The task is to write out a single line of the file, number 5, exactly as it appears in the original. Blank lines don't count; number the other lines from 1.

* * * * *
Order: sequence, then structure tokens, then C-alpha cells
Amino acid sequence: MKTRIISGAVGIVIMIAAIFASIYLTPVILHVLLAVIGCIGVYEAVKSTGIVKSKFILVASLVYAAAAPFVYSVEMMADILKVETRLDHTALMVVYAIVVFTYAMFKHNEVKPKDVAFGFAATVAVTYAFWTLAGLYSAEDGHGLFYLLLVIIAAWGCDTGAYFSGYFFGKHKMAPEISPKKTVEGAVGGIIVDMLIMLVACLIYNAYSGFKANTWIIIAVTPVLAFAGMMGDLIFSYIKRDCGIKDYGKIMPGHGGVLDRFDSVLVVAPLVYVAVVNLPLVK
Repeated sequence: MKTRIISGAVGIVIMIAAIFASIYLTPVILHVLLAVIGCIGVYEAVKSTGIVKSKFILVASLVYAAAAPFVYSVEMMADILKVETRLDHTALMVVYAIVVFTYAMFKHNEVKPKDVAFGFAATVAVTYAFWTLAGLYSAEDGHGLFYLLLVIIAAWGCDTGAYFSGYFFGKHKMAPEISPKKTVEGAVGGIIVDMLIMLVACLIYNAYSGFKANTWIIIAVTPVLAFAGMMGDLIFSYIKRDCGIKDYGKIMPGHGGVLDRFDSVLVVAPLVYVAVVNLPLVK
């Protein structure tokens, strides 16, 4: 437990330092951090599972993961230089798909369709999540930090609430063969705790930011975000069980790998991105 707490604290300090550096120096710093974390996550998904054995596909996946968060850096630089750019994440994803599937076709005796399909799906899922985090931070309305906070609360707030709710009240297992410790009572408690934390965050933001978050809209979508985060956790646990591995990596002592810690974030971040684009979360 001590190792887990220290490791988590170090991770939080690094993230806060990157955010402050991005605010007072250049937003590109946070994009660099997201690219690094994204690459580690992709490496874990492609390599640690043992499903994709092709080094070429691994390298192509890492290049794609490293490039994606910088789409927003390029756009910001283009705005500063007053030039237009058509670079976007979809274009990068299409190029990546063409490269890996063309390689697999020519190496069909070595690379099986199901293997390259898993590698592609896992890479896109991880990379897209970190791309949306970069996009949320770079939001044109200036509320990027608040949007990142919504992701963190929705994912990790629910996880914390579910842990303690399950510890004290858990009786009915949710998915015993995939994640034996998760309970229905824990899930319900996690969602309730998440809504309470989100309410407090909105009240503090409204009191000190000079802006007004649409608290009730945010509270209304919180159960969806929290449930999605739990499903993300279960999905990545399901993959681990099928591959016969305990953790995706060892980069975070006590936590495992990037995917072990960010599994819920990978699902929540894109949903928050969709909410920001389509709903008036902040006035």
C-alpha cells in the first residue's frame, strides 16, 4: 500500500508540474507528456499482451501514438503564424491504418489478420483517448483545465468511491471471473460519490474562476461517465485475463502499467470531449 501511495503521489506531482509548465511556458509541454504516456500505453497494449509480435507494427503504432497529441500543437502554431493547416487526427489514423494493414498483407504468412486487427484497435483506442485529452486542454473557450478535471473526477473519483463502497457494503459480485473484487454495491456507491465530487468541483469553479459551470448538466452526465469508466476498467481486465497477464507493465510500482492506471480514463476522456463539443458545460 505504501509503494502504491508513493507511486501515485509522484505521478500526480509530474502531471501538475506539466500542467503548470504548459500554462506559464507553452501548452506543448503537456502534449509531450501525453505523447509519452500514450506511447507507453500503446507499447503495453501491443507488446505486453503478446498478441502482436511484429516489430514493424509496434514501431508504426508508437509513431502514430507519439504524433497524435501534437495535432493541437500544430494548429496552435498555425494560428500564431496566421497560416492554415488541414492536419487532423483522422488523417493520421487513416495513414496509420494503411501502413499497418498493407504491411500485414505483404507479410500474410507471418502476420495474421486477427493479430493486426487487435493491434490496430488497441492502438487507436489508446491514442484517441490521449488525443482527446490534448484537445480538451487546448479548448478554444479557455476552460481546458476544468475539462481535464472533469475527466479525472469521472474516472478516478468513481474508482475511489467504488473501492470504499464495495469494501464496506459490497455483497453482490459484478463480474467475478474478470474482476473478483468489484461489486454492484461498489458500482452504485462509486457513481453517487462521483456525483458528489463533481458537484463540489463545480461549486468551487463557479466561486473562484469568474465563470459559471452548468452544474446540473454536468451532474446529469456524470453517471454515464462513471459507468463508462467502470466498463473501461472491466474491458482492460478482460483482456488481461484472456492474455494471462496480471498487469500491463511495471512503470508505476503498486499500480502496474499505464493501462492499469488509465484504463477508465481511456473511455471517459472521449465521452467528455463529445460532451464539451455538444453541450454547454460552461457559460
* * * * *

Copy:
C-alpha cells in the first residue's frame, strides 16, 4: 500500500508540474507528456499482451501514438503564424491504418489478420483517448483545465468511491471471473460519490474562476461517465485475463502499467470531449 501511495503521489506531482509548465511556458509541454504516456500505453497494449509480435507494427503504432497529441500543437502554431493547416487526427489514423494493414498483407504468412486487427484497435483506442485529452486542454473557450478535471473526477473519483463502497457494503459480485473484487454495491456507491465530487468541483469553479459551470448538466452526465469508466476498467481486465497477464507493465510500482492506471480514463476522456463539443458545460 505504501509503494502504491508513493507511486501515485509522484505521478500526480509530474502531471501538475506539466500542467503548470504548459500554462506559464507553452501548452506543448503537456502534449509531450501525453505523447509519452500514450506511447507507453500503446507499447503495453501491443507488446505486453503478446498478441502482436511484429516489430514493424509496434514501431508504426508508437509513431502514430507519439504524433497524435501534437495535432493541437500544430494548429496552435498555425494560428500564431496566421497560416492554415488541414492536419487532423483522422488523417493520421487513416495513414496509420494503411501502413499497418498493407504491411500485414505483404507479410500474410507471418502476420495474421486477427493479430493486426487487435493491434490496430488497441492502438487507436489508446491514442484517441490521449488525443482527446490534448484537445480538451487546448479548448478554444479557455476552460481546458476544468475539462481535464472533469475527466479525472469521472474516472478516478468513481474508482475511489467504488473501492470504499464495495469494501464496506459490497455483497453482490459484478463480474467475478474478470474482476473478483468489484461489486454492484461498489458500482452504485462509486457513481453517487462521483456525483458528489463533481458537484463540489463545480461549486468551487463557479466561486473562484469568474465563470459559471452548468452544474446540473454536468451532474446529469456524470453517471454515464462513471459507468463508462467502470466498463473501461472491466474491458482492460478482460483482456488481461484472456492474455494471462496480471498487469500491463511495471512503470508505476503498486499500480502496474499505464493501462492499469488509465484504463477508465481511456473511455471517459472521449465521452467528455463529445460532451464539451455538444453541450454547454460552461457559460